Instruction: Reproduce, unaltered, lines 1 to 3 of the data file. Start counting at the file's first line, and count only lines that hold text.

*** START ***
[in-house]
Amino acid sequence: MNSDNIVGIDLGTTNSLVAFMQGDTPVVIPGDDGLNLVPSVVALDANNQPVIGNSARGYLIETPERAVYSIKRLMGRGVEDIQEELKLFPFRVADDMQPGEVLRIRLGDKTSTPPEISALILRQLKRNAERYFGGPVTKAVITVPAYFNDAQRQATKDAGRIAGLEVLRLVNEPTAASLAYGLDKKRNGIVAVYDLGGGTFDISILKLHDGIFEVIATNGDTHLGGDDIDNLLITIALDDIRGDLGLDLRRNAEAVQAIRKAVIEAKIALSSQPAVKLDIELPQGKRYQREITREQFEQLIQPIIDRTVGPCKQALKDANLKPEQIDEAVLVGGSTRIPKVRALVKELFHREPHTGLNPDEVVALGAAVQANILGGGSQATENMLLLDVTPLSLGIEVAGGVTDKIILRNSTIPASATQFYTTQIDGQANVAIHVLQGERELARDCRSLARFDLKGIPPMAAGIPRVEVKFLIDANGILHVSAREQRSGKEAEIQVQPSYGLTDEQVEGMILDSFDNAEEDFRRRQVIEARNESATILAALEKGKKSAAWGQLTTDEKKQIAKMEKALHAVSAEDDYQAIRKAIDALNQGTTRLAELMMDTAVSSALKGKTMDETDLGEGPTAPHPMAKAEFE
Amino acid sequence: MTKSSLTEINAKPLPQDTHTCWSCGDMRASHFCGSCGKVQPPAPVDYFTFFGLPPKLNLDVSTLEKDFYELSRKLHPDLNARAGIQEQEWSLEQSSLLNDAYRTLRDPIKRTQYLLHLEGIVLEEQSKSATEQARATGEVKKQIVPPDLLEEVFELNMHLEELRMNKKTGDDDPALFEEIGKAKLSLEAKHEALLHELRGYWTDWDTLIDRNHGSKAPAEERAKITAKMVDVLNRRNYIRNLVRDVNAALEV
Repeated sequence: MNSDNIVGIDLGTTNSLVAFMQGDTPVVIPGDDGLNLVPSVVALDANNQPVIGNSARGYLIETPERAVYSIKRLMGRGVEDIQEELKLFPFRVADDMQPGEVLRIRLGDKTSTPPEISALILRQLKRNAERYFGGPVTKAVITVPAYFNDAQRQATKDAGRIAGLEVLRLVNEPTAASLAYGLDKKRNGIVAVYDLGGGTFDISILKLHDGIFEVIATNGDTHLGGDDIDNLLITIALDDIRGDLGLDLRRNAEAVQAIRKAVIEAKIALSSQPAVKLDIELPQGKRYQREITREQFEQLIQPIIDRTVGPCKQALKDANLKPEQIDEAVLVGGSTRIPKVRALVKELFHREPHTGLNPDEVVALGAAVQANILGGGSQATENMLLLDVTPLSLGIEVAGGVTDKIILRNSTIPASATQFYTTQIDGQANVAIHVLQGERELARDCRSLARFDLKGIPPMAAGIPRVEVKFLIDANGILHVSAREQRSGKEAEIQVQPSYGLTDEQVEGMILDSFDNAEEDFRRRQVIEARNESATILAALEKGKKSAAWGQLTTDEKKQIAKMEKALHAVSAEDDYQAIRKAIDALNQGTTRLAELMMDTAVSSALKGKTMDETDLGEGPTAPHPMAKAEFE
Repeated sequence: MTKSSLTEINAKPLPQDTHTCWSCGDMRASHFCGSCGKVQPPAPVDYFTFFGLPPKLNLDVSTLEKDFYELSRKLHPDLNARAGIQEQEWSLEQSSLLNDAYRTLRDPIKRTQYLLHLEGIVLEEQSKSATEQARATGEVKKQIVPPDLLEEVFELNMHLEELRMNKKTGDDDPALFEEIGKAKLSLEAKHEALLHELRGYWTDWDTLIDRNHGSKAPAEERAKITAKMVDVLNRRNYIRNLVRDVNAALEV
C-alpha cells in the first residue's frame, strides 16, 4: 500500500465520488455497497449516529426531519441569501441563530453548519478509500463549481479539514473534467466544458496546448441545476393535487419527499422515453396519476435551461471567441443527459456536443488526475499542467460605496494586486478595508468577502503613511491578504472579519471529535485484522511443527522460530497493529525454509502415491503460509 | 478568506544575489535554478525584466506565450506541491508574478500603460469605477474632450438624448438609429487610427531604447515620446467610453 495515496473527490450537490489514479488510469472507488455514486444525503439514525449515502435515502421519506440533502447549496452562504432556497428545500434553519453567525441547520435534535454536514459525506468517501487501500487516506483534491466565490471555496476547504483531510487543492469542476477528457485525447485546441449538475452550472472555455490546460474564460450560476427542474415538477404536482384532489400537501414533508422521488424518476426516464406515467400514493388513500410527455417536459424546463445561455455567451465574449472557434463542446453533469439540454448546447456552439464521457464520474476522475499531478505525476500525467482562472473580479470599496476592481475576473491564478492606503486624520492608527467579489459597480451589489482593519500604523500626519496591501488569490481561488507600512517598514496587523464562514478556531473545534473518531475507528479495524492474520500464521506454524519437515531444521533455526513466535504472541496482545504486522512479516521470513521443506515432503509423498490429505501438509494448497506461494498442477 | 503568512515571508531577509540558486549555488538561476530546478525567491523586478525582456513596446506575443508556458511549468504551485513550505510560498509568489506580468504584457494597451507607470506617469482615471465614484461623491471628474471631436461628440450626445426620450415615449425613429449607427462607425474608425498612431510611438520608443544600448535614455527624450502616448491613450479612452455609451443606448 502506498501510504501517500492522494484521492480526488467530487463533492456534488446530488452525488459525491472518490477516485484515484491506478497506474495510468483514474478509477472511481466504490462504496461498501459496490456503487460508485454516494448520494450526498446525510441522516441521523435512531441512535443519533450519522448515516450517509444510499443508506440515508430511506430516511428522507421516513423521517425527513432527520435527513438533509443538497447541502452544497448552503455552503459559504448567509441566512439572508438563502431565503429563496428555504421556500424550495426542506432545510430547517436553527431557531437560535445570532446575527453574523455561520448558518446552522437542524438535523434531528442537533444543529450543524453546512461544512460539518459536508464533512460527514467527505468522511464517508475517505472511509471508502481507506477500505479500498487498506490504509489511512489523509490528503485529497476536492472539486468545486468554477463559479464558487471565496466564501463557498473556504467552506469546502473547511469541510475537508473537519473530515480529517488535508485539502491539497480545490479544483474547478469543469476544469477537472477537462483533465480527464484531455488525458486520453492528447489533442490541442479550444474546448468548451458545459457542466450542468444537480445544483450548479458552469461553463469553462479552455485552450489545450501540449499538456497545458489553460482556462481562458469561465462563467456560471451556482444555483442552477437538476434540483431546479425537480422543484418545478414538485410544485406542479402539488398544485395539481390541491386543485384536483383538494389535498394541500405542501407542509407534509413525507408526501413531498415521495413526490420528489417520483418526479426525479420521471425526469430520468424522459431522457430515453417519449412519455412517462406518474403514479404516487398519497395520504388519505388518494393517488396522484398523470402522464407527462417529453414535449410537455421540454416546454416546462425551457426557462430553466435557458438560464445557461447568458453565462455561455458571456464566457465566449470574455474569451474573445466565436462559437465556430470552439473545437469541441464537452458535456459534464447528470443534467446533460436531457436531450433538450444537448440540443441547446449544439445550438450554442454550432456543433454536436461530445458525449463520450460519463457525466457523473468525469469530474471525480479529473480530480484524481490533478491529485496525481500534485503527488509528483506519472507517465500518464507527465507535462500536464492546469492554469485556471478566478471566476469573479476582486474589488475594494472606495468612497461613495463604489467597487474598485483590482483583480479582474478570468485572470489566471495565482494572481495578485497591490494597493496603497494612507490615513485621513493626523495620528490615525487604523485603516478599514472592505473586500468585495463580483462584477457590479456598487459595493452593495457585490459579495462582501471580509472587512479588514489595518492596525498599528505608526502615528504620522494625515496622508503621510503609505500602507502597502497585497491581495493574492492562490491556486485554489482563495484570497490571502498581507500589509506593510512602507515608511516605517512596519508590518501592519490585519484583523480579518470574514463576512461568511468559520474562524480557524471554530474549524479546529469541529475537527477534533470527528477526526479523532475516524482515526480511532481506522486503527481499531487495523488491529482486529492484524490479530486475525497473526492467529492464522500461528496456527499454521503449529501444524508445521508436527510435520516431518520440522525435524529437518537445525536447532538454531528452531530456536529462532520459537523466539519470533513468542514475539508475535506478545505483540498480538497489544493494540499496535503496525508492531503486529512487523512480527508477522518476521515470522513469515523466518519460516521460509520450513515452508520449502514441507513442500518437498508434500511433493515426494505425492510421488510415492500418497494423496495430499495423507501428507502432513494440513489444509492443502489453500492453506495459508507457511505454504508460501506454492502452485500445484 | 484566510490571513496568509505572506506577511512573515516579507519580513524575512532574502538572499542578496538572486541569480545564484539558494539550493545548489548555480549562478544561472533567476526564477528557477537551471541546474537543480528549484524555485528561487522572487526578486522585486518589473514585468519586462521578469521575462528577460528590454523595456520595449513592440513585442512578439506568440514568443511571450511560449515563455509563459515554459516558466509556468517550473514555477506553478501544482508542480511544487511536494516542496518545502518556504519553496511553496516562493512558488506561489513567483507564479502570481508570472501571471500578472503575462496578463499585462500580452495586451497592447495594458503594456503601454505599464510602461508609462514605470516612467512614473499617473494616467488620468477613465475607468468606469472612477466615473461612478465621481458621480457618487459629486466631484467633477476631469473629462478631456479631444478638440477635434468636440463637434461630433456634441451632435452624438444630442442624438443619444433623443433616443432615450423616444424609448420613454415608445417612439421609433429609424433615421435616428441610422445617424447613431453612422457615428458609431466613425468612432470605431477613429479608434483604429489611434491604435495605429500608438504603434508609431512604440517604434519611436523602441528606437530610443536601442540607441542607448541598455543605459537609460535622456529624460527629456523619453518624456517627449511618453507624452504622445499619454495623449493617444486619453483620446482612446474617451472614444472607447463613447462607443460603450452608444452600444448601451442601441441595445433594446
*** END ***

[in-house]
Amino acid sequence: MNSDNIVGIDLGTTNSLVAFMQGDTPVVIPGDDGLNLVPSVVALDANNQPVIGNSARGYLIETPERAVYSIKRLMGRGVEDIQEELKLFPFRVADDMQPGEVLRIRLGDKTSTPPEISALILRQLKRNAERYFGGPVTKAVITVPAYFNDAQRQATKDAGRIAGLEVLRLVNEPTAASLAYGLDKKRNGIVAVYDLGGGTFDISILKLHDGIFEVIATNGDTHLGGDDIDNLLITIALDDIRGDLGLDLRRNAEAVQAIRKAVIEAKIALSSQPAVKLDIELPQGKRYQREITREQFEQLIQPIIDRTVGPCKQALKDANLKPEQIDEAVLVGGSTRIPKVRALVKELFHREPHTGLNPDEVVALGAAVQANILGGGSQATENMLLLDVTPLSLGIEVAGGVTDKIILRNSTIPASATQFYTTQIDGQANVAIHVLQGERELARDCRSLARFDLKGIPPMAAGIPRVEVKFLIDANGILHVSAREQRSGKEAEIQVQPSYGLTDEQVEGMILDSFDNAEEDFRRRQVIEARNESATILAALEKGKKSAAWGQLTTDEKKQIAKMEKALHAVSAEDDYQAIRKAIDALNQGTTRLAELMMDTAVSSALKGKTMDETDLGEGPTAPHPMAKAEFE
Amino acid sequence: MTKSSLTEINAKPLPQDTHTCWSCGDMRASHFCGSCGKVQPPAPVDYFTFFGLPPKLNLDVSTLEKDFYELSRKLHPDLNARAGIQEQEWSLEQSSLLNDAYRTLRDPIKRTQYLLHLEGIVLEEQSKSATEQARATGEVKKQIVPPDLLEEVFELNMHLEELRMNKKTGDDDPALFEEIGKAKLSLEAKHEALLHELRGYWTDWDTLIDRNHGSKAPAEERAKITAKMVDVLNRRNYIRNLVRDVNAALEV